I write this with no pleasure, and not to trash Cornel West, but because of concern about the judgment of UCLA Studies Department Director Todd Presner at a time when Jewish students at UCLA face what has recently sometimes come perilously close to "a hostile learning environment" (to use the Office of Civil Rights of the Department of Education's term of art).
As to West, I like him personally, am sure he is not an anti-Semite, and even owe him a debt dating back to the early 1990s when for a for a short while he joined with me to combat African American anti-Semitism by including a long extract from an article he wrote forTikkun in my refutation of the Farrakhanites' The Secret Relationship Between Blacks and Jews published by the Wiesenthal Center.
West deems himself, maybe sometimes rightly, the last personification of the tradition of black prophetic preaching and teaching. I think I know his heart is in the right place, which I cannot say of the equally flamboyant Al Sharpton. The problem with West is that he mistakes intemperate political language for prophetic utterance. I suppose he might retort that many if not most of the Hebrew Prophets did the same. There may be some truth in this, which may be why God chose to make Moses, the first of them, a stutterer, who had to speak through his brother Aaron. The difference is that West seems to have hiked up some mountain in the Sinai (or is it Saudi Arabia?) and come back with BDS graffiti which he mistakes for holy writ.
Had West merely been chosen as a panelist to speak about Rabbi Heschel in relation to "moral sublimity" (or some such), I would have had no objections. West has been lecturing and writing about Heschel for 30 years, though his pronouncements probably reveal more about his own quest for prophetic confirmation than about Heschel's theological praxis.
The problem is with Presner's choice of West as an honored keynote at a time when the status if not the safety of UCLA Jewish students, primarily but not exclusively those who support Israel's right to life, is under insidious assault. Having read Presner's defense in the Journal, I am not impressed. He seems unable to distinguish between accepting West's right to speak at UCLA, and even facilitating it, and giving him a forum that implicitly validates his incendiary criticisms of Israel as within the bounds of the moral and appropriate for feature at a Jewish Studies forum.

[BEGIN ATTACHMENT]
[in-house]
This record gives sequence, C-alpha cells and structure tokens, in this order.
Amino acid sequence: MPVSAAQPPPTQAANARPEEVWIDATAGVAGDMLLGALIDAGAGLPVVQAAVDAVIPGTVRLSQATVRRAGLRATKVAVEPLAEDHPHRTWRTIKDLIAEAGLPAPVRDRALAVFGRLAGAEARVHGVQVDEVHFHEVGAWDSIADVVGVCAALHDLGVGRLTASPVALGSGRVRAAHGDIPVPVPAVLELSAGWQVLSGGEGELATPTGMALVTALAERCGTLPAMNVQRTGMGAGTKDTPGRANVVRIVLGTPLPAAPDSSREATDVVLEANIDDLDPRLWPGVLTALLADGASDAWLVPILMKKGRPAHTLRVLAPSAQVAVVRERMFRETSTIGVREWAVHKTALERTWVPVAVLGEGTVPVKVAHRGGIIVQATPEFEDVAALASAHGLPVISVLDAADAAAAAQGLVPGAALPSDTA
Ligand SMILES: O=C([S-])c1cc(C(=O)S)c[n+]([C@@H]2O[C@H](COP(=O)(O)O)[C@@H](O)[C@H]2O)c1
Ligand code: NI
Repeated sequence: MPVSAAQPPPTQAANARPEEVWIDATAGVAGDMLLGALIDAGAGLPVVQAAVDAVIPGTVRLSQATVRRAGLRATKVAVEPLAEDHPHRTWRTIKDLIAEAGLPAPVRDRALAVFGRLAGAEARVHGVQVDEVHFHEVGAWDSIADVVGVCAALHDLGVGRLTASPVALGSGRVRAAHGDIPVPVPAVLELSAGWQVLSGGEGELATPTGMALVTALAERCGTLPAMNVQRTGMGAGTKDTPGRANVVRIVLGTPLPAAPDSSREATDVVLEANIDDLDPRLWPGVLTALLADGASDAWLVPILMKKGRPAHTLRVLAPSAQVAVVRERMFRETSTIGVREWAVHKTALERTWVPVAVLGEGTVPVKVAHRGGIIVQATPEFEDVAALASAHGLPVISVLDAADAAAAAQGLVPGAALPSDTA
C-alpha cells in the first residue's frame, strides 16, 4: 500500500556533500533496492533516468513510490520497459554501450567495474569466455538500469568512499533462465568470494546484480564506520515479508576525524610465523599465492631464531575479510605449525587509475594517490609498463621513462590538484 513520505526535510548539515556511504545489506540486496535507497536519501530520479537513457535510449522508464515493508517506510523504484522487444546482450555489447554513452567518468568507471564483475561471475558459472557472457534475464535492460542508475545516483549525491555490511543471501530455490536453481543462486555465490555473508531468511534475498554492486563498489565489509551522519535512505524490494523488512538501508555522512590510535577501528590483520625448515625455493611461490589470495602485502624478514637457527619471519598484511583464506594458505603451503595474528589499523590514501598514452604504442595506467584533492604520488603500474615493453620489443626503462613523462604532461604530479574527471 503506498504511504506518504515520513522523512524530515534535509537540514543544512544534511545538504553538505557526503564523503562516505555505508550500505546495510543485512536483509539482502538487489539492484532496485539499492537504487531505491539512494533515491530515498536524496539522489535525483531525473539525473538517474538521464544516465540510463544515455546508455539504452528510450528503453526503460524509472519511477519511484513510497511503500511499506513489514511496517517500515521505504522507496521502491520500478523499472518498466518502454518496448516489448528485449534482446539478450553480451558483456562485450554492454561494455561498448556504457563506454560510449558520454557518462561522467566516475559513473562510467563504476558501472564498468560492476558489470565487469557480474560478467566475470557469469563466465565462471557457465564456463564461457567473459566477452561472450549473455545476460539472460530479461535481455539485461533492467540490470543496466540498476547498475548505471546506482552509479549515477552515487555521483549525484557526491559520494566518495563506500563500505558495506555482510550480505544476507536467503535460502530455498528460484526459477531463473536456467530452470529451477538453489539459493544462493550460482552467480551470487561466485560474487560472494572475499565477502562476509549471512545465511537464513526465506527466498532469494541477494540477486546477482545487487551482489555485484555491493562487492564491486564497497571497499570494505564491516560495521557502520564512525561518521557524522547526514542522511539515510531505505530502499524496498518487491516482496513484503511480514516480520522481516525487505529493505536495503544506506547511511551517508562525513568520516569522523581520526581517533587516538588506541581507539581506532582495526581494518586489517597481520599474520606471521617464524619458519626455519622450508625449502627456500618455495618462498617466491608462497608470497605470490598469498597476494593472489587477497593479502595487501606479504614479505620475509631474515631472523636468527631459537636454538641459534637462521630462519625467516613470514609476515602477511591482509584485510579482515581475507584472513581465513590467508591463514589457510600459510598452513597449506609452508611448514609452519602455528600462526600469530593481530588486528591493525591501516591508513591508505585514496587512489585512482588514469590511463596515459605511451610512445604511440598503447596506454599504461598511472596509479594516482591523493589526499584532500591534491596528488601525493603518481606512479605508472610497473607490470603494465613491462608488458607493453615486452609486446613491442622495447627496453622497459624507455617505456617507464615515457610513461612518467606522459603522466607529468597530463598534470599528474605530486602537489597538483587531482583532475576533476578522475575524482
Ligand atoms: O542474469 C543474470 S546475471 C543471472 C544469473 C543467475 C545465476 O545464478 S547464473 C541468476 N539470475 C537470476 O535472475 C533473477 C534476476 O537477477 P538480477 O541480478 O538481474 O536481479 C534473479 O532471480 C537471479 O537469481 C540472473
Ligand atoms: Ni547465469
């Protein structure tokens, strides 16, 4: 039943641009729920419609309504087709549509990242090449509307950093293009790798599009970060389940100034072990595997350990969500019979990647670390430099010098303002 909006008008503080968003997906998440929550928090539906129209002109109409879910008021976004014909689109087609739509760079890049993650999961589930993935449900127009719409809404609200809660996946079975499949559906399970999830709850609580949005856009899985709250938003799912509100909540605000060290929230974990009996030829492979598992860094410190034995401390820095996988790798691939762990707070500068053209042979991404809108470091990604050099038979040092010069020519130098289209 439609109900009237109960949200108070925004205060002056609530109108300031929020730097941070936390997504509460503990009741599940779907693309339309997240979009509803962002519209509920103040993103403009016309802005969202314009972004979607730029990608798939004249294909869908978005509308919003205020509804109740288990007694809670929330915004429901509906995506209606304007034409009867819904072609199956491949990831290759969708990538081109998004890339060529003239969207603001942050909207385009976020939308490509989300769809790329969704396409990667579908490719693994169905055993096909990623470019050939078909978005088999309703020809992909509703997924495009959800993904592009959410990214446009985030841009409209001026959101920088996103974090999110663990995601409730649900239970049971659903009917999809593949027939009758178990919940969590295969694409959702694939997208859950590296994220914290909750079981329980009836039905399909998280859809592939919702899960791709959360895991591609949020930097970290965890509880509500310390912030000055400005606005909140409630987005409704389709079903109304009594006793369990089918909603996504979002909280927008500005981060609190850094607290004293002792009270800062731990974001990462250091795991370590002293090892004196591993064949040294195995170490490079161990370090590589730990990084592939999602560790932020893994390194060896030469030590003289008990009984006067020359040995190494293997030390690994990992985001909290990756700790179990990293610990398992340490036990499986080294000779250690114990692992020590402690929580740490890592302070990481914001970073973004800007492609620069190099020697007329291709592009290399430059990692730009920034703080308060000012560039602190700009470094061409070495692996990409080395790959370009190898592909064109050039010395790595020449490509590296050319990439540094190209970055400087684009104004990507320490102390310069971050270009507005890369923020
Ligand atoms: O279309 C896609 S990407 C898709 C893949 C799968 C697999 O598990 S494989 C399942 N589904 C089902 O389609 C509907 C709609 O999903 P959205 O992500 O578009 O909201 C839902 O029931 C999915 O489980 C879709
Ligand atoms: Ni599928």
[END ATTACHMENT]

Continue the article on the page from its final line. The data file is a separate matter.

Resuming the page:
If Presner is such a true believer in untrammeled free speech, why did he not also choose one or several counterbalancing panelists in the tradition of David Novak or even Norman Podhoretz whose book on the prophetic tradition up through Rabbi Heschel I find at least as convincing as West's musings? I think that Presner has an ideological agenda, also revealed in his own intemperate support for Professor Steven Salaita's absolute right without academic consequences to all but advocate murder of Israelis on his Facebook page. What is Presner's agenda? I would call it epatering the Jewish or "Zionist" bourgeois.
In fact, I wonder—given the decision of the Jewish Studies Department at UC Davis to sponsor a performance of The Death of Klinghoffer—whether this sort of bad taste and bad judgment are spreading among West Coast Jewish Studies Departments.
By the way, why isn't Klinghoffer composer John Adams doing a sequel on the deaths of the 12 African Christian refugee seekers, thrown into the sea by Muslim fellow passengers off the coast of Italy? After all, the ISIS fans who did it no doubt also have their own grievances against "Zionists" he could set to music.